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Monday, 18 August 2014

Graphic Novel Book Club August edition: Chester Brown's Ed the Happy Clown

Each month, we choose a graphic novel to discuss at the store. Our graphic novel club is open to all! This month, come discuss Chester Brown's Ed the Happy Clown with Drawn & Quarterly's Managing Editor Tracy Hurren! This is happening Wednesday, August 20th at 7 p.m. Refreshments will be provided! Lively conversation will be had!

**There will be a 20% discount on Ed the Happy Clown from now until the book club meeting!**

Why you should be excited:
In the late 1980s, the idiosyncratic Chester Brown (author of the much-lauded Paying For It and Louis Riel) began writing the cult classic comic book series Yummy Fur. Within its pages, he serialized the groundbreaking Ed the Happy Clown, revealing a macabre universe of parallel dimensions. Thanks to its wholly original yet disturbing story lines, Ed set the stage for Chester Brown to become a world-renowned cartoonist. Ed the Happy Clown is a hallucinatory tale that functions simultaneously as a dark roller-coaster ride of criminal activity and a scathing condemnation of religious and political charlatanism. As the world around him devolves into madness, the eponymous Ed escapes variously from a jealous boyfriend, sewer monsters, the Royal Canadian Mounted Police, and a janitor with a Jesus complex. Brown leaves us wondering, with every twist of the plot, just how Ed will get out of this scrape. 

The intimate, tangled world of Ed the Happy Clown is definitively presented here, repackaged with a new foreword by the author and an extensive notes section, and, as with every Brown book, astonishingly perceptive about the zeitgeist of its time.

Recap: New York Lit Night in Montreal


New York Lit Night in Montreal has come and gone, taking with it some great talent from south of the border. The event, which took place August 8th at Librairie Drawn & Quarterly, was presented by This Is Happening Whether You Like It Or Not! and was more of an informal gathering of friends than a reading (and had the comfy sweaters and ecigarettes to prove it).


The writers were introduced by Guillaume Morissette (New Tab) and Metatron Press founder Ashley Opheim, who seemed to think of finding new and increasingly grand ways to compliment the writers as a personal challenge (albeit not a particularly difficult one). 


First up was Sarah Jean Alexander, who immediately ingratiated herself to the audience by complimenting Montreal (pro tip: this will always work). A captivating poet, Sarah began the first of her three poems with "so many forgotten blowjobs in my life." And it only got better from there.


Oscar Bruno D'Artois, who has both a great name and a very entertaining Tumblr, was next. Is there a rule we didn't know about wherein all hip new writers must reference emojis in their work? Serious question, even if I am as much a fan of that little cat with heart eyes as the next person. 



Lucy K. Shaw also took a pro-Montreal line, asking (rightfully) "why wouldn't everyone live here?" She is the editor of Shabby Dollhouse, an online literary journal, and began by reading about Sylvia Plath's house, ending with a love story called The Curse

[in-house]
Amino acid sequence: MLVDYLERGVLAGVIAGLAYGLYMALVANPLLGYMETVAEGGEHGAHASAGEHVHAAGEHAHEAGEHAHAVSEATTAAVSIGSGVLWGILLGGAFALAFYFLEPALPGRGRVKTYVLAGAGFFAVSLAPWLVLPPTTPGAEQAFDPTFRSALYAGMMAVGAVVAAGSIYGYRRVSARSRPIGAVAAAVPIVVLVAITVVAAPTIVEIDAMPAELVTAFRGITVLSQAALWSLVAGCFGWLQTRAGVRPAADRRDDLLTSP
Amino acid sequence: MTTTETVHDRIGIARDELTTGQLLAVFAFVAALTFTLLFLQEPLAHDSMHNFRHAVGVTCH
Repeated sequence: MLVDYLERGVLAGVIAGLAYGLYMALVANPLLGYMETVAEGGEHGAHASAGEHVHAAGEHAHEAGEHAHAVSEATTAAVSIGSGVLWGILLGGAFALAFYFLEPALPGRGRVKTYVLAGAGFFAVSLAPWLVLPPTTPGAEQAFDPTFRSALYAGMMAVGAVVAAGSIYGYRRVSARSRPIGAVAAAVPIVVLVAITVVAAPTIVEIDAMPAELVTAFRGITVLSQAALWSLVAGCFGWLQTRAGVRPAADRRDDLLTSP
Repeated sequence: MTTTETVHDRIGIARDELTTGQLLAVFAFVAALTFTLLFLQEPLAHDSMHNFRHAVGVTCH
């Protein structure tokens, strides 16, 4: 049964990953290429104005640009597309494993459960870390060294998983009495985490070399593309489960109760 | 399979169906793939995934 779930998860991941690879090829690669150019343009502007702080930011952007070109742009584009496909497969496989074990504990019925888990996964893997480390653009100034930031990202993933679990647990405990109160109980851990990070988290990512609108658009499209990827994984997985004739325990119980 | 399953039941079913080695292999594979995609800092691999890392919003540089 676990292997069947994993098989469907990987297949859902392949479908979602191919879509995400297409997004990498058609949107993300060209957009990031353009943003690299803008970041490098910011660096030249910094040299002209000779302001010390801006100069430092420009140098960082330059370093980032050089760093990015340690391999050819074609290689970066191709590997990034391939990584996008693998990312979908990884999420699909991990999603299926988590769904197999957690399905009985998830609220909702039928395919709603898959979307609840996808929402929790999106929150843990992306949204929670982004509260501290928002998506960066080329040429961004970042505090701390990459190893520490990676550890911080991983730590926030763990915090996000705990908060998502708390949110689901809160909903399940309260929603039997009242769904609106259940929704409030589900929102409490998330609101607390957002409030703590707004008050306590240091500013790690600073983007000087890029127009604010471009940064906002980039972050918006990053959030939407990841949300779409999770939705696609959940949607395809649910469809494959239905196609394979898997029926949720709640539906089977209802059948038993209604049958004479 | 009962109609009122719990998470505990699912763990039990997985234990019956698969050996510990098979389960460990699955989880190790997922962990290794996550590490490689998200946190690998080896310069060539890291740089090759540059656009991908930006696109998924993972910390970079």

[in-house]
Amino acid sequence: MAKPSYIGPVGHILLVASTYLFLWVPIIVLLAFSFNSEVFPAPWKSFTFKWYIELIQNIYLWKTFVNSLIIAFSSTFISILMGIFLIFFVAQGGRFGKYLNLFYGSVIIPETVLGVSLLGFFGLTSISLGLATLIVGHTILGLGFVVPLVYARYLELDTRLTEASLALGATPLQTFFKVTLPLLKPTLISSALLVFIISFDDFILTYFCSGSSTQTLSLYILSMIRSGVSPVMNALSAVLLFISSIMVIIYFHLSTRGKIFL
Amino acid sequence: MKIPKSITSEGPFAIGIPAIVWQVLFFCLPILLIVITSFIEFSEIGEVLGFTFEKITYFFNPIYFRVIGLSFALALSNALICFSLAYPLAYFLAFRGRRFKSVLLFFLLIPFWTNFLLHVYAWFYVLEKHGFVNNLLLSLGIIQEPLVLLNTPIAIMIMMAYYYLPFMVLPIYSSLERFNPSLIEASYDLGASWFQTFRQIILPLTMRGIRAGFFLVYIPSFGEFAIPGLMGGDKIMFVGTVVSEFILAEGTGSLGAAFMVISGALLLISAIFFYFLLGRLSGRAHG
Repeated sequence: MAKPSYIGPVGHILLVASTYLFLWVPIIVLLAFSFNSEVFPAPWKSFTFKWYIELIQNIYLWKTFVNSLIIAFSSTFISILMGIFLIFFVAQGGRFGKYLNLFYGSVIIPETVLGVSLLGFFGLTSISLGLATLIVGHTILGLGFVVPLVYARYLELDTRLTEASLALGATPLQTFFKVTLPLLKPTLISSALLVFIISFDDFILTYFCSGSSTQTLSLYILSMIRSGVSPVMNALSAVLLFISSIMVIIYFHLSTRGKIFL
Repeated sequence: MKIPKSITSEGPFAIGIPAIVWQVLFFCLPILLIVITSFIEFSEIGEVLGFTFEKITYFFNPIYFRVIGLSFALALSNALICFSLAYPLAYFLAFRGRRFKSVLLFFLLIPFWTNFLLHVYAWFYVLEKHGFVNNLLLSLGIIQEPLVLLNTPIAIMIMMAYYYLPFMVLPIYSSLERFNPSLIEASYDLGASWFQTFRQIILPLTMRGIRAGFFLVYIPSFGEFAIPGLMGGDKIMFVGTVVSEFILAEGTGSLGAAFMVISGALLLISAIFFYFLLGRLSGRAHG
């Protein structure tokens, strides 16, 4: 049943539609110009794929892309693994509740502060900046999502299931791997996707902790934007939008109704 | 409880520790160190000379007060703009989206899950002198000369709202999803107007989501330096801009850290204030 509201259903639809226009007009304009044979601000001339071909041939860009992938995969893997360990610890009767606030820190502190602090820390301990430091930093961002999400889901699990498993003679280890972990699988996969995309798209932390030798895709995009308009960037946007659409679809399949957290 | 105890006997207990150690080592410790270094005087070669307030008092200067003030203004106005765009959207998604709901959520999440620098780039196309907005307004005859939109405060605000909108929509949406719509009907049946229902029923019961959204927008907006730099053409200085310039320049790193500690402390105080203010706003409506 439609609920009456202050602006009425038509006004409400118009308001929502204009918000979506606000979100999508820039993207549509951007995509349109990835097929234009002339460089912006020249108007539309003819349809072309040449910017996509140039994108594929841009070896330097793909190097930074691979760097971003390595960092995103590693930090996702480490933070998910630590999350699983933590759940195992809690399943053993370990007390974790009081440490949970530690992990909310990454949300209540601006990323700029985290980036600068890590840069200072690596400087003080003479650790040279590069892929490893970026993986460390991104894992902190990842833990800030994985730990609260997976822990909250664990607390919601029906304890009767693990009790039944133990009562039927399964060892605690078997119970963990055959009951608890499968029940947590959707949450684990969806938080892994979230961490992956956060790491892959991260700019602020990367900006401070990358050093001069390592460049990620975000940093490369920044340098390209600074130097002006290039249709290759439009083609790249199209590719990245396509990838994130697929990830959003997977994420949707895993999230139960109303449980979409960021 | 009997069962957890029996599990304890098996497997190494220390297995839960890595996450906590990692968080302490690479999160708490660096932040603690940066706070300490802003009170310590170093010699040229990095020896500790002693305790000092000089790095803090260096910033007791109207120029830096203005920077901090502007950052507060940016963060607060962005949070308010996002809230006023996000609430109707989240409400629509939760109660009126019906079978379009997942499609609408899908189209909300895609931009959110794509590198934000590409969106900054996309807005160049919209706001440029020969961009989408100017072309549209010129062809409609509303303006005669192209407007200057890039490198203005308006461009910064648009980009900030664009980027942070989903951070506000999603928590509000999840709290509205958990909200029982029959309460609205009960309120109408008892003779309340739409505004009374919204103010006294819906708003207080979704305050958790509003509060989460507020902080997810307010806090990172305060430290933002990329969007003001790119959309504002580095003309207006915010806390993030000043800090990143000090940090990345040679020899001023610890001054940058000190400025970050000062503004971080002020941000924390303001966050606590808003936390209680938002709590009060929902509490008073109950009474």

“You know that feeling you get in your stomach when you have a crush on someone? I’m kind of feeling that right now, because Gabby Bess is one of my favourite contemporary writer.” This is how Gabby Bess is introduced, and the fluttery gut feelings are warranted. Gabby read from her current book, Alone with Other People, and mentioned an upcoming project entitled Post-pussy. So, you know, exciting stuff.


Last came Spencer Madsen, rounding out a very enjoyable evening. Spencer is the founder of Sorry House, the author of You Can Make Anything Sad, and, despite the fact that he usually does readings in a shirt emblazoned with his own name, seems very down to earth.


Afterward, the crowd mingled and chatted before heading out to an after party in the neighbourhood. As is only fitting.
Sunday, 17 August 2014

New in stock: Bad Feminist by Roxane Gay


By now a lot of you have heard of Roxane Gay's deliciously titled Bad Feminist, a collection of essays with pop culture topics ranging from the Sweet Valley High series to Kate Zambreno's Green Girl. But have you heard about just how refreshing and wonderful this book is? Well maybe you have, but what's one more topping on the sundae of praise Gay has been receiving?

Bad Feminist is separated into 5 categories of essays: Me, Gender & Sexuality, Race & Entertainment, Politics, Gender & Race, and Back to Me. But despite the separation of the personal essays into their own categories, Gay's emotional presence is felt in every piece, from the solace found in the first African American Miss America Vanessa Williams to her fascination with strong women (Katniss Everdeen in The Hunger Games trilogy) and that fascination's connection to a traumatic sexual assault in her teens, you feel like you know a lot about Roxane Gay by the time you're done.

One of the best things about Bad Feminist is how approachable it is, a "text for those of us who constructed our feminism from the pages of teen chick lit as much as from the musings of post-modern theorists" (Melissa Harris). It's funny, smart, and engaging - not necessarily guiding you down one set path to one set definition of feminism but letting you find your own way, much like Gay herself has.